- Replace all your cookware with glass, ceramic, cast-iron, or high-quality stainless steel. Avoid anything with aluminum touching the food, and avoid low quality stainless steel, which has a risk of carcinogenic nickel. To test your stainless cookware do the vinegar test. We cook with All-Clad Tri-Ply and Lodge Cast-Iron, and we bake in Pyrex. Enameled cast iron is also okay, and we love the few Le Creuset items we have. Just be aware that Lead Safe America has found lead on some Le Creuset items. You don’t have to buy a stainless cookware set as expensive as our All-Clad is (we were lucky to receive it as a wedding present)! Just make sure the set you get is 18/8 or 18/10 food grade stainless and you are good! A more affordable set ranked highly on Amazon is Cusinart set, which many of my readers have purchased!
- Don’t use a traditional rice maker, almost all of them are non-stick. Instead, use the miraculous Instant Pot which is not only a rice cooker but is also a pressure cooker, slow cooker, sauteer, and so much more! We now own ttwo Instant Pots (I know we are crazy)- so we can cook beans and rice at the same time!
3. Throw away all your harsh cleaning products. This includes surface cleaners, dishwashing soap, dishwasher detergent, and hand soap. You should only use natural products that are free of bleach, ammonia, phthalates (any ingredient that says “fragrance” or “parfum” has phthalates), parabens, sodium laureth sulfate, and triclosan. See my full write-up on the topics here. Also- never buy an “antibacterial” soap again- the main chemical “triclosan” is an endocrine disruptor linked to lower sperm quality. If you don’t feel like reading ingredients then check your product on the Environmental Working Group’s Guide to Healthy Cleaning.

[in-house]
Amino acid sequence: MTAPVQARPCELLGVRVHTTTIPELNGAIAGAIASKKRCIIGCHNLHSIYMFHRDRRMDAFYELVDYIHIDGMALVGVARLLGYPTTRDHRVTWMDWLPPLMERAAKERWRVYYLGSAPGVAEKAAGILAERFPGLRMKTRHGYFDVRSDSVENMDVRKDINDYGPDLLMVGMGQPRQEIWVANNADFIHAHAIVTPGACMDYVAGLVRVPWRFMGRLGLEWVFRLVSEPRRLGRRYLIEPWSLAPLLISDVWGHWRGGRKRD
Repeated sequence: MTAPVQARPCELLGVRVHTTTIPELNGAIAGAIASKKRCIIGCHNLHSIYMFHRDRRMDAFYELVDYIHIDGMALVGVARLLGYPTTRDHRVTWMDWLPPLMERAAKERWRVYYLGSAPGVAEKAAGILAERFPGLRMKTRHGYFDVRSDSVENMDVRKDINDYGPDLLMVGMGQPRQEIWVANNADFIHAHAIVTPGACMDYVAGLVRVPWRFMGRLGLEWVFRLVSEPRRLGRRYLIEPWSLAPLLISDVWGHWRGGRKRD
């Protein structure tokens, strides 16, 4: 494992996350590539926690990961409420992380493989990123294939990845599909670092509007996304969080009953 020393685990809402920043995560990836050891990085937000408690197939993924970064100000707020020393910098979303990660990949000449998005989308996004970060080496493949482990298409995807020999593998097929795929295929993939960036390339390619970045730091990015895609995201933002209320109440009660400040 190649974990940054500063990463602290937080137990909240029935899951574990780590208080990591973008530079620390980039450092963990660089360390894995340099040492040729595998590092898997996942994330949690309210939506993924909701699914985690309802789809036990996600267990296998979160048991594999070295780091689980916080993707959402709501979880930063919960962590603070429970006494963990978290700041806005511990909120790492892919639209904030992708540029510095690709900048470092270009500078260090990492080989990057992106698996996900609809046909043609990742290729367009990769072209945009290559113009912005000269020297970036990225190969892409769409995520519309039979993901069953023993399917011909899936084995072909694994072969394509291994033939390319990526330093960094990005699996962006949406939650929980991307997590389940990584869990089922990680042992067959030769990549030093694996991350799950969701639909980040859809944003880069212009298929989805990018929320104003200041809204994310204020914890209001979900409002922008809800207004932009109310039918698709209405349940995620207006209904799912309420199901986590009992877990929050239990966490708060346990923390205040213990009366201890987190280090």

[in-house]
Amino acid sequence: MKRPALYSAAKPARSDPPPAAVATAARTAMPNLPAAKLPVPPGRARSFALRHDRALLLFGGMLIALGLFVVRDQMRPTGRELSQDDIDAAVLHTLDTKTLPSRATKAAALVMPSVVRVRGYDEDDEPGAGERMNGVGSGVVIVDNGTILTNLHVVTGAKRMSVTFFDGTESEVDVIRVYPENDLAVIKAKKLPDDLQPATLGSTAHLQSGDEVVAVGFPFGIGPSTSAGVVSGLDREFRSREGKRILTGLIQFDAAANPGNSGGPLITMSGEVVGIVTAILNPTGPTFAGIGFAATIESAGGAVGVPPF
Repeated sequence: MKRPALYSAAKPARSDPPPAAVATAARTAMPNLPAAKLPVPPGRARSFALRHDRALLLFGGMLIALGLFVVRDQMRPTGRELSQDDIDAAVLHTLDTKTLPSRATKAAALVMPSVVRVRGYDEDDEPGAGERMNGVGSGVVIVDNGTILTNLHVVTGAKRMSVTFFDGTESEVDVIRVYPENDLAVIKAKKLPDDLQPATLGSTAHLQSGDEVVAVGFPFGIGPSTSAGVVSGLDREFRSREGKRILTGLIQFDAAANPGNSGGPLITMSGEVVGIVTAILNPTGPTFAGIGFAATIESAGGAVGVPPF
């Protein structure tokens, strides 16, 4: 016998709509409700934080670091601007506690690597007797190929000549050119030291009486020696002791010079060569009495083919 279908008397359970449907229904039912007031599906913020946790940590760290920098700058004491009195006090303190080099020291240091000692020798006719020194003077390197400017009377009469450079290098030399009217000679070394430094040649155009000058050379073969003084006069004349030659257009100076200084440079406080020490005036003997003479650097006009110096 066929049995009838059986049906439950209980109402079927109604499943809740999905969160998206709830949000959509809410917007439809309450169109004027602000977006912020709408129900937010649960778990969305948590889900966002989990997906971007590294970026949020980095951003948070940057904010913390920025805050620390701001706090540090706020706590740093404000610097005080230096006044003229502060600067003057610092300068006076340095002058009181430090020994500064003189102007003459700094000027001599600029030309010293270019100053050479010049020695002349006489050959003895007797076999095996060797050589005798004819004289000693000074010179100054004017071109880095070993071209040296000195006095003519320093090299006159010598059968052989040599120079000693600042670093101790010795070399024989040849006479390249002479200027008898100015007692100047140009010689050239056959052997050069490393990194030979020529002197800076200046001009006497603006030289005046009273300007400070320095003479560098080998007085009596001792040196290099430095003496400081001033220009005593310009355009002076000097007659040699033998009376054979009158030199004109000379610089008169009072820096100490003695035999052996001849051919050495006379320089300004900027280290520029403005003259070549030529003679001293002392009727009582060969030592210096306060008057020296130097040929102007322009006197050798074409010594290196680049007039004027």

- For cleaning products we primarily use Dr. Bronner’s for everything. We just buy a huge jug of unscented and dilute it appropriately for whatever cleaning we are doing. You can add essential oils if you like, or leave it unscented. You can also clean almost your whole house with lemon, baking soda, and a little water! You can buy a reuseable glass spray bottle for storing your cleaning solutions!
- Alternatively, you can buy brands like Seventh Generation, Earth Friendly or EcoMe.
- For hand soap I used to use A La Maison which I adore, but which is very expensive. Now, I we buy for half price at TJ Maxx and Marshalls. What I really should be doing, however, is making my own from castille soap and essential oils and putting them in a metal or glass hand-pump. BUT, sometimes it’s the little things that matter, and using these lovely toxin-free hand soaps in pretty bottles makes me happy.
4. Filter your drinking water. You need plenty of clean, filtered water each day to maximize fertility. Unfortunately, most tap water has fertility harming toxins such as volatile organic chemicals, pesticides, herbicides, and other chemicals from industry and agricultural run-off. Tap water also has heavy metals, endocrine disruptors which hurt fertility, and fluoride, which (though controversial) may affect fertility. Here is my post on filtering water for fertility, complete with the dangers of unfiltered water to the reproductive system, and my recommendation on how to chose a water filter based on your budget.